I can see how it might feel like a dizzying mess, but for me that was the fun: the plot developments coming to mirror the exponential pace of advancements in computer technology. Shit moves quick when your brain is a supercomputer with infinite memory that never sleeps, eats, or wants to fuck. The fun of Transcendence is watching someone take one idea and run wild with it, in a way that you can see each decision creating this new synapse, with consequences radiating new nerve bundles in every direction – forwards and backwards in time, sideways, and everything in between. Does it get messy? Of course it does. But that’s part of the fun of it, like with clown sex.
Most movies about sentient machines or the singularity get hopelessly hung up on the question of “what is the soul” or “what is it that makes us human?” (A question McG’s idiotic Terminator movie answered with “the human heart.” Duuuuurp.) Transcendence mostly skips that unanswerable and goes straight to “what would happen if you stuck a scientist inside a super computer?”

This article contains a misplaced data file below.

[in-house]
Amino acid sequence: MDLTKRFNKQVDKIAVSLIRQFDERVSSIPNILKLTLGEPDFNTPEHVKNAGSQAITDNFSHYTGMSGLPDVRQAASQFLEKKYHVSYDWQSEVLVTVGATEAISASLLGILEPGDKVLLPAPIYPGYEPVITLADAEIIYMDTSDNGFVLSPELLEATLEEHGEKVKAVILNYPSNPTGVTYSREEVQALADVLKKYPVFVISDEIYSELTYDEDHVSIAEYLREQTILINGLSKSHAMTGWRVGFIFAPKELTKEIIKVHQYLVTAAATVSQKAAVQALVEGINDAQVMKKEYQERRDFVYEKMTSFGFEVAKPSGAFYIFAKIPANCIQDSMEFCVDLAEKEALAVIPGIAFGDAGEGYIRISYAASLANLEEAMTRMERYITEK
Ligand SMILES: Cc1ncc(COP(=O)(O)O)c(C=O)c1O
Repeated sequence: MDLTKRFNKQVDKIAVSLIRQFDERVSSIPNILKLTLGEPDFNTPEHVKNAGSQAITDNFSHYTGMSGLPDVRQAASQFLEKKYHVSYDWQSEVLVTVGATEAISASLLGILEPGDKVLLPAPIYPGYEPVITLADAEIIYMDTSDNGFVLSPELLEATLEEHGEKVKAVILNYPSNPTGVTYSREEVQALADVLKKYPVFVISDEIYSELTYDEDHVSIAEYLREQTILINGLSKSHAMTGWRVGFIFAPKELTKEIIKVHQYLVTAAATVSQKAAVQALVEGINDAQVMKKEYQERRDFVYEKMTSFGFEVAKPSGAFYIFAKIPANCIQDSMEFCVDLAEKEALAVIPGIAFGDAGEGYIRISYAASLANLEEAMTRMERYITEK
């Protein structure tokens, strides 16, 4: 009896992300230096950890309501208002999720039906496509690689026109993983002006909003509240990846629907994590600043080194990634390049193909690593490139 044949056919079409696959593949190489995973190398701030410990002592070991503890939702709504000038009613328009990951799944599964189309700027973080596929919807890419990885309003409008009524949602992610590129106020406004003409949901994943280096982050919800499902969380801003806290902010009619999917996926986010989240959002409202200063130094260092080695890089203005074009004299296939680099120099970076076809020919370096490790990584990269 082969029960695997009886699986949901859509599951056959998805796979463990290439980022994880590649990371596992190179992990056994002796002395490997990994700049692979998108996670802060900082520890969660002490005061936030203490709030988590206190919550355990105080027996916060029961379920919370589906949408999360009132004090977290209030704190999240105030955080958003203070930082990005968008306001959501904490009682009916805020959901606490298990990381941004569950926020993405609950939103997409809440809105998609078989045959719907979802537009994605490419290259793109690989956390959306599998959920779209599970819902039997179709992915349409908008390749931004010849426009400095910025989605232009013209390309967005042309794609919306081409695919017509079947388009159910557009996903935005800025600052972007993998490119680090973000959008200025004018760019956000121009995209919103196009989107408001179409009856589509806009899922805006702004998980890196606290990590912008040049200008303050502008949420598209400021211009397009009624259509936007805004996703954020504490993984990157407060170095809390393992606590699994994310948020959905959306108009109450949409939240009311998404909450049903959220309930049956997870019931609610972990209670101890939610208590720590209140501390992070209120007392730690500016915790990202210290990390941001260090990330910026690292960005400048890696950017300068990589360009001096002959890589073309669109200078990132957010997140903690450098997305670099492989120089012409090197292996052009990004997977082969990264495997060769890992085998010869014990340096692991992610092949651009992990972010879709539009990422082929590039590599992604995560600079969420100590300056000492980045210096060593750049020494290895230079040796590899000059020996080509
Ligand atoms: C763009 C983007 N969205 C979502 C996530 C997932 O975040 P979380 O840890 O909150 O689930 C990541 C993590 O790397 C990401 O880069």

Things get silly and wild, and a few reveals that I won’t spoil here, especially one involving Clifton Collins Jr., actually made me squeal audibly with delight. The film certainly stumbles, but not really until the very end, when it tries to resolve itself in a way that manages to be reductive, a big twist, falsely optimistic, and a cop out all at the same time. A bummer, to be sure, but a popcorn movie that seems genuinely curious and asks interesting questions about the world is rare and wonderful enough that I don’t care nearly as much about the answers. Not to mention, it was nice to see Johnny Depp playing something besides a human reaction shot machine for a change.
Vince Mancini is a writer and comedian living in San Francisco. You can find more of his work on FilmDrunk, the Uproxx network, and all over his mom’s refrigerator. Fan FilmDrunk on Facebook, find the latest movie reviews here.